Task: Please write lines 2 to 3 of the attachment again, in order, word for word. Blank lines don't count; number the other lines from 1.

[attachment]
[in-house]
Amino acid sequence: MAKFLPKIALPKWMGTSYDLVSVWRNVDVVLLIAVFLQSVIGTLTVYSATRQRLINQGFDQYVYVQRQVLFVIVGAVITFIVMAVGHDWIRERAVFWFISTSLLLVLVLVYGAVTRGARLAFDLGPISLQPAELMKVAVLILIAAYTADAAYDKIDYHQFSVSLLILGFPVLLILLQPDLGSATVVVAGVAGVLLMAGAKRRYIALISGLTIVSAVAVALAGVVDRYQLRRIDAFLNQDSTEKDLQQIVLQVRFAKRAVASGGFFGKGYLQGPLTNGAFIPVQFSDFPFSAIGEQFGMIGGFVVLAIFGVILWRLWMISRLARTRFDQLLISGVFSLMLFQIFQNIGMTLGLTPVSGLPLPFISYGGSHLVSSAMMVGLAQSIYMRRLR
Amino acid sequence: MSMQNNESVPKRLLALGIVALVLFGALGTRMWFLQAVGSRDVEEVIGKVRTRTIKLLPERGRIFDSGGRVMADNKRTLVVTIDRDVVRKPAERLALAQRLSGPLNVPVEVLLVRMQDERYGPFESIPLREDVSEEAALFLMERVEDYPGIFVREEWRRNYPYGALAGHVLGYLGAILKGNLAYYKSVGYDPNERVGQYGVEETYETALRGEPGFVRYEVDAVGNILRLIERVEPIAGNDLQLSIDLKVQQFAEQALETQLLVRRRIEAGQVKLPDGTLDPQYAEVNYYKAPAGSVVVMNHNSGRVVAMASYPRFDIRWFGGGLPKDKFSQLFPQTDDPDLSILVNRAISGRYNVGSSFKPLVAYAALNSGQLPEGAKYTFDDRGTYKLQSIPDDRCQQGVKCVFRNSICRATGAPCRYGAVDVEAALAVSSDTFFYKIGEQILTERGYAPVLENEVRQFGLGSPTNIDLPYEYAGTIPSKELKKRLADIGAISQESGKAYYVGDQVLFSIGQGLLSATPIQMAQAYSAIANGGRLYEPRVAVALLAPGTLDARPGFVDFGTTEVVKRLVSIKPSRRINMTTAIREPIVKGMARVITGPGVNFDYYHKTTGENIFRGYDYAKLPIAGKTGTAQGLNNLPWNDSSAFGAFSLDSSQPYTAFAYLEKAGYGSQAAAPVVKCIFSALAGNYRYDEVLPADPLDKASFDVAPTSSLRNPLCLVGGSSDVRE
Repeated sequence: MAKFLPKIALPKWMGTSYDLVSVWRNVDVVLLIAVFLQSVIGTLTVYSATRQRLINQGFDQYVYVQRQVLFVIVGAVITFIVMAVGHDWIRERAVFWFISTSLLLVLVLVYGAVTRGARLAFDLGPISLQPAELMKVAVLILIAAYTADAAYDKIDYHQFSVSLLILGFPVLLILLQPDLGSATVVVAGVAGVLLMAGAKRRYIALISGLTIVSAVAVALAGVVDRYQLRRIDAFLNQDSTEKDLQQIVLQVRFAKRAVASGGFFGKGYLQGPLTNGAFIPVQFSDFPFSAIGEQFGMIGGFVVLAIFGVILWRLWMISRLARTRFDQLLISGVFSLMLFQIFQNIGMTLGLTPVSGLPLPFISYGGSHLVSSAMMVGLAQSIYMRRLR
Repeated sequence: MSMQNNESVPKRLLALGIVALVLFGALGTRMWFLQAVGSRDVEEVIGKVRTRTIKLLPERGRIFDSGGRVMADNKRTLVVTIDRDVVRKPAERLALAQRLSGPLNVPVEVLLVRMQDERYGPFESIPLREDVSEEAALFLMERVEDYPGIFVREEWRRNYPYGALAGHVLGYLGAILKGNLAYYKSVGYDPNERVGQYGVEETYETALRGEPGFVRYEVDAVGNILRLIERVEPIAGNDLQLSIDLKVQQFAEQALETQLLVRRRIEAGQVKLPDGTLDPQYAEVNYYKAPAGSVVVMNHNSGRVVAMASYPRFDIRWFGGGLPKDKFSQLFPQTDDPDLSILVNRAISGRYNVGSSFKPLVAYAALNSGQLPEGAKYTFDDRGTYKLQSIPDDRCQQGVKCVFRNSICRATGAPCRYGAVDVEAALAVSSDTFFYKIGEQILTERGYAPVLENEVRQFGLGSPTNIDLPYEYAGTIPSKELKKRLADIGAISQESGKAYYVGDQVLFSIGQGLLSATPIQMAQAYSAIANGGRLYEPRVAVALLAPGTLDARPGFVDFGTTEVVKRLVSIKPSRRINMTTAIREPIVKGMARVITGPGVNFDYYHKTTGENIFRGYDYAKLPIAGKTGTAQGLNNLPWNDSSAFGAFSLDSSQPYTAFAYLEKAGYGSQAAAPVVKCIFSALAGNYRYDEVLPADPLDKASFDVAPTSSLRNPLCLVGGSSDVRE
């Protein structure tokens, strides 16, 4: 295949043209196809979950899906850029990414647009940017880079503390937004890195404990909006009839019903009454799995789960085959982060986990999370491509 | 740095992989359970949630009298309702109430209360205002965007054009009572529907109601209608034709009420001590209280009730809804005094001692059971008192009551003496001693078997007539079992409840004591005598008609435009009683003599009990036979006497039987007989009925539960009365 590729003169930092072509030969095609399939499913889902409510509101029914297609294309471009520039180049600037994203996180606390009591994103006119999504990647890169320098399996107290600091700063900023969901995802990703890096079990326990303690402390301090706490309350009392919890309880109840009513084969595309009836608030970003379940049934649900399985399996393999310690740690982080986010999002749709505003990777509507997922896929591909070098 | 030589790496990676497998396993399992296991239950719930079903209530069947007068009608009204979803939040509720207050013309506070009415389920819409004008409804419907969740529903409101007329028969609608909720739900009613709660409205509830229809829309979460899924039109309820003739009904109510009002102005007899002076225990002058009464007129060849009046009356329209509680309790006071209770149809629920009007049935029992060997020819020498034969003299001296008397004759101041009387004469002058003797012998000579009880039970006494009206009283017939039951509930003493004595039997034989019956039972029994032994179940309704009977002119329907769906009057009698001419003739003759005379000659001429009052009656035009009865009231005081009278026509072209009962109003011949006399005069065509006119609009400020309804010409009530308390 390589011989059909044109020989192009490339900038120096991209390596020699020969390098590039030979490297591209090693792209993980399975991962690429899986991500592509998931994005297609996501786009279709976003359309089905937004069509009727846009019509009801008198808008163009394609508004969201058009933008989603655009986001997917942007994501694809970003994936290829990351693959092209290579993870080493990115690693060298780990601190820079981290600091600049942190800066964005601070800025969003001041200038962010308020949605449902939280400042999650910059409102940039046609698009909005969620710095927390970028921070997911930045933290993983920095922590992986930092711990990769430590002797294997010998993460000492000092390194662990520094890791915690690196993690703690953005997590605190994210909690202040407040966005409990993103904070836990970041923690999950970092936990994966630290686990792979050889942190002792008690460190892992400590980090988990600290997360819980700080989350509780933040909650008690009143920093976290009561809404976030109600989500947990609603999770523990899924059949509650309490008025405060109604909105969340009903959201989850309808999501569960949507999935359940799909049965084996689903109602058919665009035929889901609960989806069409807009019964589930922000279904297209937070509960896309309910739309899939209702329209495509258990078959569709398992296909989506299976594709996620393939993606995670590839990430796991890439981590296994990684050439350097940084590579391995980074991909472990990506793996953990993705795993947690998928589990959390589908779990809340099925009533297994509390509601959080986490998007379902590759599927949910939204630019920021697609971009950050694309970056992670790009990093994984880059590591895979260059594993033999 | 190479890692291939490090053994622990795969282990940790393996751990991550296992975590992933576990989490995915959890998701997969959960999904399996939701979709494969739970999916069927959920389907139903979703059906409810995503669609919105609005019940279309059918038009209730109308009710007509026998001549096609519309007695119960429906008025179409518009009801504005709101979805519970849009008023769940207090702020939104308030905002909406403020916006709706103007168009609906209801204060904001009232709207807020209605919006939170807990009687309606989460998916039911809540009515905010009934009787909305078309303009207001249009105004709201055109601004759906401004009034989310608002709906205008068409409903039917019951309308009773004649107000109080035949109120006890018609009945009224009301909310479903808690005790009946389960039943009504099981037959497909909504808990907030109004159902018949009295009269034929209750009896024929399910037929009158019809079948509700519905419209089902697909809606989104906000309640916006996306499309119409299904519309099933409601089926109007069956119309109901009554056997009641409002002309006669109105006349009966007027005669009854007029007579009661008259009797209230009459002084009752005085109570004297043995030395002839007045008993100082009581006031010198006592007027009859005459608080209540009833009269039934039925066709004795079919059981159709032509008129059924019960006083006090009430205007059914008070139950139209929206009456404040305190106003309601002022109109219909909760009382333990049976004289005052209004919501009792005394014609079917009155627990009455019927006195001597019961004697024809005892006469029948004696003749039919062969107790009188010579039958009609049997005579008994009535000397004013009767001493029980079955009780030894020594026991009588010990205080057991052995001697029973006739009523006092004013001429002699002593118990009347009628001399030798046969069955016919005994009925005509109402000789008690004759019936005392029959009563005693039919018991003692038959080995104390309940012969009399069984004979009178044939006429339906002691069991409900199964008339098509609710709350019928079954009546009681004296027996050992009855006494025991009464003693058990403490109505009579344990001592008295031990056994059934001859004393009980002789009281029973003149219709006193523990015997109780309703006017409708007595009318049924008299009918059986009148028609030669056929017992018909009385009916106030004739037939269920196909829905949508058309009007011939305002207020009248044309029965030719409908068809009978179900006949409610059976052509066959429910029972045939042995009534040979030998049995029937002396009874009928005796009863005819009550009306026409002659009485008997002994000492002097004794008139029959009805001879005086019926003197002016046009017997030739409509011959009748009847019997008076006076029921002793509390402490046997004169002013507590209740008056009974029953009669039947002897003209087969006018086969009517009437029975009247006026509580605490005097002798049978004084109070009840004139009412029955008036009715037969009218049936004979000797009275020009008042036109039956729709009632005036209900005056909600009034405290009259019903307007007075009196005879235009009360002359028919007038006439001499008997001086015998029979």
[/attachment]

Amino acid sequence: MAKFLPKIALPKWMGTSYDLVSVWRNVDVVLLIAVFLQSVIGTLTVYSATRQRLINQGFDQYVYVQRQVLFVIVGAVITFIVMAVGHDWIRERAVFWFISTSLLLVLVLVYGAVTRGARLAFDLGPISLQPAELMKVAVLILIAAYTADAAYDKIDYHQFSVSLLILGFPVLLILLQPDLGSATVVVAGVAGVLLMAGAKRRYIALISGLTIVSAVAVALAGVVDRYQLRRIDAFLNQDSTEKDLQQIVLQVRFAKRAVASGGFFGKGYLQGPLTNGAFIPVQFSDFPFSAIGEQFGMIGGFVVLAIFGVILWRLWMISRLARTRFDQLLISGVFSLMLFQIFQNIGMTLGLTPVSGLPLPFISYGGSHLVSSAMMVGLAQSIYMRRLR
Amino acid sequence: MSMQNNESVPKRLLALGIVALVLFGALGTRMWFLQAVGSRDVEEVIGKVRTRTIKLLPERGRIFDSGGRVMADNKRTLVVTIDRDVVRKPAERLALAQRLSGPLNVPVEVLLVRMQDERYGPFESIPLREDVSEEAALFLMERVEDYPGIFVREEWRRNYPYGALAGHVLGYLGAILKGNLAYYKSVGYDPNERVGQYGVEETYETALRGEPGFVRYEVDAVGNILRLIERVEPIAGNDLQLSIDLKVQQFAEQALETQLLVRRRIEAGQVKLPDGTLDPQYAEVNYYKAPAGSVVVMNHNSGRVVAMASYPRFDIRWFGGGLPKDKFSQLFPQTDDPDLSILVNRAISGRYNVGSSFKPLVAYAALNSGQLPEGAKYTFDDRGTYKLQSIPDDRCQQGVKCVFRNSICRATGAPCRYGAVDVEAALAVSSDTFFYKIGEQILTERGYAPVLENEVRQFGLGSPTNIDLPYEYAGTIPSKELKKRLADIGAISQESGKAYYVGDQVLFSIGQGLLSATPIQMAQAYSAIANGGRLYEPRVAVALLAPGTLDARPGFVDFGTTEVVKRLVSIKPSRRINMTTAIREPIVKGMARVITGPGVNFDYYHKTTGENIFRGYDYAKLPIAGKTGTAQGLNNLPWNDSSAFGAFSLDSSQPYTAFAYLEKAGYGSQAAAPVVKCIFSALAGNYRYDEVLPADPLDKASFDVAPTSSLRNPLCLVGGSSDVRE